Unfunded Federal Pension Liabilities Head Skyward

Friday, 22 Feb 2013 07:55 AM

By John Morgan

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The unfunded liability of federal pensions have skyrocketed to more than $750 billion in the most recent accounting year available, according to an annual government report obtained by the Federal Times.

The unfunded liability hit $761.5 billion in fiscal 2011 — an increase of $139 billion from the year before, The Times reported.

The Times extracted the information from the Office of Personnel Management (OPM)’s Civil Service Retirement and Disability Fund annual report for 2012, which it received upon request to the OPM.

Editor's Note: How You Lost $85,000 During the Last Decade. See the Numbers.

Sen. Tom Coburn, R-Okla., said the report raises questions regarding how the U.S. government intends to pay for government worker retirements.

“It is clear Congress should take action to ensure federal employee retirement costs are not being funded at the expense of the taxpayers or by simply borrowing more money,” Coburn said.

“Moreover, we must conduct proper oversight of OPM to ensure proper accounting standards are being used to project future costs and liabilities.”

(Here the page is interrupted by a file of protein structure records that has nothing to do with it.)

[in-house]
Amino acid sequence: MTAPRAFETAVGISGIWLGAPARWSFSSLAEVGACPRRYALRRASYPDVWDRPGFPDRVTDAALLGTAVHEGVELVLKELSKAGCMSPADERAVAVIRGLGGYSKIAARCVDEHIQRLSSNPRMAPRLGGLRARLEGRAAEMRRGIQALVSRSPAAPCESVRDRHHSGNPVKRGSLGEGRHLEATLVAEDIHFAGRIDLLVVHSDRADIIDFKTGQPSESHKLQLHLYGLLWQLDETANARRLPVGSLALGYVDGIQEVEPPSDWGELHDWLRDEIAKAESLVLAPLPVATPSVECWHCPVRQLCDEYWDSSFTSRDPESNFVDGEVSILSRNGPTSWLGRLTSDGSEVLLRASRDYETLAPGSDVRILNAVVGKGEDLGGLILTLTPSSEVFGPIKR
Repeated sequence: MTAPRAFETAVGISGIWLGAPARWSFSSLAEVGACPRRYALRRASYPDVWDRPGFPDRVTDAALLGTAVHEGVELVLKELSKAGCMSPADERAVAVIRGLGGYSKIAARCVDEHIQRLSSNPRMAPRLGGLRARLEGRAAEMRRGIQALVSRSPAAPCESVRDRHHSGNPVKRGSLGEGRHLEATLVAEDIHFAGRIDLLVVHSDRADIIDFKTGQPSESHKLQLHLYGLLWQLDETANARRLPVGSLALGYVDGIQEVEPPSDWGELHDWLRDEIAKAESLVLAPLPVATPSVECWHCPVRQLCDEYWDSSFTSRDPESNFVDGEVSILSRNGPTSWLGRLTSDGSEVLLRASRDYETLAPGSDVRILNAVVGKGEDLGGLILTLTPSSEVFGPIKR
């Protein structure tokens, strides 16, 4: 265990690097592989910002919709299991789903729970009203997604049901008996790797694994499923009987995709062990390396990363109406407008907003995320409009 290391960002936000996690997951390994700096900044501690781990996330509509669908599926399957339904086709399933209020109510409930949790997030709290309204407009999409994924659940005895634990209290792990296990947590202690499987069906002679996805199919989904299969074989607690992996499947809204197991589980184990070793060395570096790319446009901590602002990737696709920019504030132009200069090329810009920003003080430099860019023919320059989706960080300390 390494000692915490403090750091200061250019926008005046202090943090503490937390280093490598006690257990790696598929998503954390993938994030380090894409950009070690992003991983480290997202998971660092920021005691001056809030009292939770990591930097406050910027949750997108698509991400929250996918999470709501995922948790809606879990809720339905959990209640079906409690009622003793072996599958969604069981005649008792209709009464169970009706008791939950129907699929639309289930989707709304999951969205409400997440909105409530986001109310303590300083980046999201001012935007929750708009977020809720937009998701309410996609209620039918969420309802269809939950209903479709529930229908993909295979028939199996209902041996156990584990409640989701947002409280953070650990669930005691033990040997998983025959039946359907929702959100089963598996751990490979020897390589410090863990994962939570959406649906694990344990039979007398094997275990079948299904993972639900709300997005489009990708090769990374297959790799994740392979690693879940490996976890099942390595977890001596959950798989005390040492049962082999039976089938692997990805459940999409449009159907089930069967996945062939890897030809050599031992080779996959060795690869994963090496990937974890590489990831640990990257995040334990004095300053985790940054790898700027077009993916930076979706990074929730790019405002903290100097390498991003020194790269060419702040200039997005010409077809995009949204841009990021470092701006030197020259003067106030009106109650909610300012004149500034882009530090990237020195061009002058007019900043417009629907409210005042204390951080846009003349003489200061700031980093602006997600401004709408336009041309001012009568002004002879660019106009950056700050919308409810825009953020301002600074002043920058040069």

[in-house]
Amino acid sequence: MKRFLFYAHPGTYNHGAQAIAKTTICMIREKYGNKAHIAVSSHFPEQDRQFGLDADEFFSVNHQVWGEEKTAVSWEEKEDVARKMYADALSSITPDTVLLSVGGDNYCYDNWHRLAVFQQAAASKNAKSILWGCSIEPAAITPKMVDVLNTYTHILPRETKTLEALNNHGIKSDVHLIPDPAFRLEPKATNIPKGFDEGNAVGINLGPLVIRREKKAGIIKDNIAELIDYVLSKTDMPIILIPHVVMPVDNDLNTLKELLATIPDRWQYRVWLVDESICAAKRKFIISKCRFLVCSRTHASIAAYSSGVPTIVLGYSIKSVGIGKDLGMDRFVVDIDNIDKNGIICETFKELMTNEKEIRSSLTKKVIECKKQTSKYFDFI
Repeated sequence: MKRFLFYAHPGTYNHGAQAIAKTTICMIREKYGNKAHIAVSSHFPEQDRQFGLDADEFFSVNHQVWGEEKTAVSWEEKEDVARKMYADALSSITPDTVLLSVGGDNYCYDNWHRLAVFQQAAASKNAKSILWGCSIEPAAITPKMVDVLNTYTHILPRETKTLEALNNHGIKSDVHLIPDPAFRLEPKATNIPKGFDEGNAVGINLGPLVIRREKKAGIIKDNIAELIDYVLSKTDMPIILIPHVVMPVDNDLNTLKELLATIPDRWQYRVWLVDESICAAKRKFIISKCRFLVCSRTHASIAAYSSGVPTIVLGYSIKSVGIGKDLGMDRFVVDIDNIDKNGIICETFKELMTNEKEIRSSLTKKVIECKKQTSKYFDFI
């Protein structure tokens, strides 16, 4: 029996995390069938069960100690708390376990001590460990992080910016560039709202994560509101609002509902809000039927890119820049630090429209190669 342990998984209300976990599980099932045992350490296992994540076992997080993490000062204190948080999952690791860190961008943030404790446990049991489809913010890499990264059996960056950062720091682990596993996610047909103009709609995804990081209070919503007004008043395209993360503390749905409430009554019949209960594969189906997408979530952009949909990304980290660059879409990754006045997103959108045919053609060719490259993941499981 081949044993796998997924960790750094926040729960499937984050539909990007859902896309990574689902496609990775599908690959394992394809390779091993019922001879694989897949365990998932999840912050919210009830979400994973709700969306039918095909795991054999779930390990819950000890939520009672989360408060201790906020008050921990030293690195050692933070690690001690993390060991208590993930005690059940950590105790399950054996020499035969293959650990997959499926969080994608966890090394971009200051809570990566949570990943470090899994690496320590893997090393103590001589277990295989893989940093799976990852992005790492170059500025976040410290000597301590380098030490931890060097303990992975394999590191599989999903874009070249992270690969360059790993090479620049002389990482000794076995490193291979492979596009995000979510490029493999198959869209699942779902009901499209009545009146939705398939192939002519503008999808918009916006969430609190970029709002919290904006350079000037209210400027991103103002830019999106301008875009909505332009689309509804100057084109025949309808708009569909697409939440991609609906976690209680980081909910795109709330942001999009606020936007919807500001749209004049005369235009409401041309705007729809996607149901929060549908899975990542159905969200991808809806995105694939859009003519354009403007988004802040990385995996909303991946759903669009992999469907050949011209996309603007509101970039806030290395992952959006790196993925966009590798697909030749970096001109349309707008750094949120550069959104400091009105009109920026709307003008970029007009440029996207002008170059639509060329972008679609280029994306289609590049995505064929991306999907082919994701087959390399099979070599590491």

OPM maintained the jump in unfunded liability was caused largely by a revision in its actuarial assumptions, the Times reported. The agency acknowledged the 24 percent increase in federal retirements in 2011 also had some effect.

Federal employees are required to contribute 0.8 percent of their paychecks toward their pensions, and the government covers the rest. President Barack Obama recently proposed increasing the employee contribution to 1.2 percent.

The government is not alone in facing unfunded pension problems.

Actuarial consulting firm Milliman estimated the 100 largest defined-benefit corporate pension plans were underfunded by $453 billion at the end of September, 2012, a 30 percent increase from a year earlier, The Wall Street Journal reported.

State and local pension systems also face bleak prospects in many areas.

For instance, in Illinois, five state pensions are in the red by a $97 billion, or more than $20,000 for every household in the state, according to Reuters. Rating agencies have downgraded the state’s credit rating, and there are fears of service cuts, tax increases and other hardships for the residents.

California and Ohio are two other states with troublesome large state pension liabilities.

Editor's Note: How You Lost $85,000 During the Last Decade. See the Numbers.

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